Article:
For immediate release: March 21, 2007
GALVESTON, Texas - Crack dealers and prostitutes wait for the bus from Huntsville to Houston. They come to meet the newly released prisoners from the Texas Department of Criminal Justice.
Dealers know that a TDCJ prisoner gets $50 at release. The first rock of crack is free; the next one is $50. Or, a prostitute may get the money.
"Predators are waiting for them," said Dr. David Paar, a Correctional Managed Care physician at University of Texas Medical Branch at Galveston who is in charge of HIV/AIDS treatment for TDCJ. But, he noted, in the case of HIV-positive inmates released, "some community-based AIDS service organizations really make an effort, even to sending a taxi to the bus station."
Paar and a group of providers provide telemedicine from Galveston, all using the same procedures. Paar also works in helping released inmates with the virus make transitions to the outside world.
"Before, we had to transfer patients to Galveston physically to see an infectious disease specialist." Dr. Owen Murray, UTMB's associate vice president for Correctional Managed Care, noted. Now, UTMB employees at TDCJ facilities are trained in early identification of opportunistic infections and other issues in order to provide most treatment on-site.
About 2,500 TDCJ inmates are HIV/AIDS patients, 1,800 of them on medication, Murray said. He noted that inmates have access to all drugs available on the "outside," plus the option of new medicines available in clinical trials.
HIV-positive prison population deaths have declined in recent years, along with deaths among the HIV-positive population in general, Murray said. He said changes in medication formulations help make compliance easier. Now, a patient may take a few pills a day, combining several drugs, in contrast to the dozens common in previous years.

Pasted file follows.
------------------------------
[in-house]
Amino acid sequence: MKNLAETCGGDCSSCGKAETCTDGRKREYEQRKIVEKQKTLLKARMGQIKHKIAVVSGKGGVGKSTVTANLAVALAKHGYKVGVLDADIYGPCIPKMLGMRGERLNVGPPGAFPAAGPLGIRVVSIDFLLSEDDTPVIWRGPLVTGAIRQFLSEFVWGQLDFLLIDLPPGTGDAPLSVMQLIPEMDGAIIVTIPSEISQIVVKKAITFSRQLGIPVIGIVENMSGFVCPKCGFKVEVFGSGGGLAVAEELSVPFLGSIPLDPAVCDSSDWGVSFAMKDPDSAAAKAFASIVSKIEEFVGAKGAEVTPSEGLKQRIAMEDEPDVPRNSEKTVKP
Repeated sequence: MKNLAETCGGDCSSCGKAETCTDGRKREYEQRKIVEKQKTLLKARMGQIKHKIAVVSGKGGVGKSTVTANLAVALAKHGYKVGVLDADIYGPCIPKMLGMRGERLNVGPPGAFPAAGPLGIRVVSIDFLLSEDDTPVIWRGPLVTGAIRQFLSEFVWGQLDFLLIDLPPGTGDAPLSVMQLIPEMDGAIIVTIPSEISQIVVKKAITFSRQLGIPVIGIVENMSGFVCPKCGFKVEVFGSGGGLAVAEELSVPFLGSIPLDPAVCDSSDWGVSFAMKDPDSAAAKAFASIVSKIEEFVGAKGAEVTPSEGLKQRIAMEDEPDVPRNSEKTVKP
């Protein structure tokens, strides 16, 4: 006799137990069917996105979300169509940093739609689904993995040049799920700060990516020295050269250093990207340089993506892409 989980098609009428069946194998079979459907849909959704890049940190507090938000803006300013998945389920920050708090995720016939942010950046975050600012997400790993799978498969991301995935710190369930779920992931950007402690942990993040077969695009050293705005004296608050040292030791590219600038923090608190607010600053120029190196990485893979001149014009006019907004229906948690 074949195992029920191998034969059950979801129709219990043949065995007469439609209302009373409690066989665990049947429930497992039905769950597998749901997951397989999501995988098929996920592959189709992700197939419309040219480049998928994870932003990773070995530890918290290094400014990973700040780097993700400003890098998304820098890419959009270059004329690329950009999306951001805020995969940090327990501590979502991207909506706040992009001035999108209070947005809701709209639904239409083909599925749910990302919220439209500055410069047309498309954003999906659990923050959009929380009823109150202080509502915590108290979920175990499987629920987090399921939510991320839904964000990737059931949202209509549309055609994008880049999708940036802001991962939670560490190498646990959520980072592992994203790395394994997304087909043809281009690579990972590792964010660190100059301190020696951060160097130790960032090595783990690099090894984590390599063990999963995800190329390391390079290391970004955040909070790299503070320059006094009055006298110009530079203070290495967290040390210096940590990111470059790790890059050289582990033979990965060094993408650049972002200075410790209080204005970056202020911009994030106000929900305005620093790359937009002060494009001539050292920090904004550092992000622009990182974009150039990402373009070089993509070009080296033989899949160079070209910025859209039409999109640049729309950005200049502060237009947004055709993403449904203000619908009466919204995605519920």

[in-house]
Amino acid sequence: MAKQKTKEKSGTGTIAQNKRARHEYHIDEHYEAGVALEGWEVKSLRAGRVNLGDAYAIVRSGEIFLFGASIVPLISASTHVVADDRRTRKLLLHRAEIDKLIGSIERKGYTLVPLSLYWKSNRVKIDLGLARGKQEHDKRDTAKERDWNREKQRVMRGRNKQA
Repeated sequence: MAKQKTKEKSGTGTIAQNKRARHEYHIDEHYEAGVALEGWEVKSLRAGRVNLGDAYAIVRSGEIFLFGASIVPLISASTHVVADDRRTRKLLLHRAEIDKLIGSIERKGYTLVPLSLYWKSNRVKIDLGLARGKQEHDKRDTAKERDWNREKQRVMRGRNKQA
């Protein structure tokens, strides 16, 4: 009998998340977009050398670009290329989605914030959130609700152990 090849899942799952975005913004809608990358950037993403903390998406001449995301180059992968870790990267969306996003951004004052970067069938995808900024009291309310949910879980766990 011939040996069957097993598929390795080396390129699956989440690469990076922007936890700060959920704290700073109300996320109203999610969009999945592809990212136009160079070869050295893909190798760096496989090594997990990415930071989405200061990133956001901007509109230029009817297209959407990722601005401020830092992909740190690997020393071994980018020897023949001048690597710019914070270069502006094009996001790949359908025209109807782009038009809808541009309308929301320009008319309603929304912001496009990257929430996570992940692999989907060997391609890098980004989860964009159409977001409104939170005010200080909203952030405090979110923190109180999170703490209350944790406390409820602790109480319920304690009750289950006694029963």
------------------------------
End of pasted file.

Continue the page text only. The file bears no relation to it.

Also, a prison's structured environment improves compliance.
"We're very much in control," Murray said, though inmates still must "stand in the pill line" for medications. "It helps make it easier to intervene earlier if a person is not cooperating in his therapy." Another reason for good outcomes is lack of access to high-risk behaviors in prison.
Paar hopes getting patients into continuing care will ensure good progress after prison. He noted that preliminary data regarding discharge planning for HIV patients shows that, of the 50 discharged patients in Harris County studied, 35 of them - 70 percent - showed up at an AIDS agency. TDCJ releases about 100 HIV positive inmates per month.
A crucial tool is "Causeway For Success," a personal health diary and medical history, said Victoria Korschgen, CMC nursing program coordinator. Nurses help inmates fill out the information and understand their viral load, CD4 cell count and medications, aiding transition to outside care. Another book, "Pictures That Give Hope" (also available in Spanish), by Dr. Eric Avery, clinical associate professor of psychiatry at UTMB, helps nurses show inmates about their disease.
Paar has applied for a grant for a larger study regarding discharge planning for HIV/AIDS patients. He said preliminary studies in other states show that such programs reduce the individuals' return to prison.
"Also, if they can get into care it keeps their viral load down, which makes them less likely to transmit the disease even if they engage in unsafe behaviors," Paar said, "And if they are in care, they are less likely to engage in unsafe behavior."
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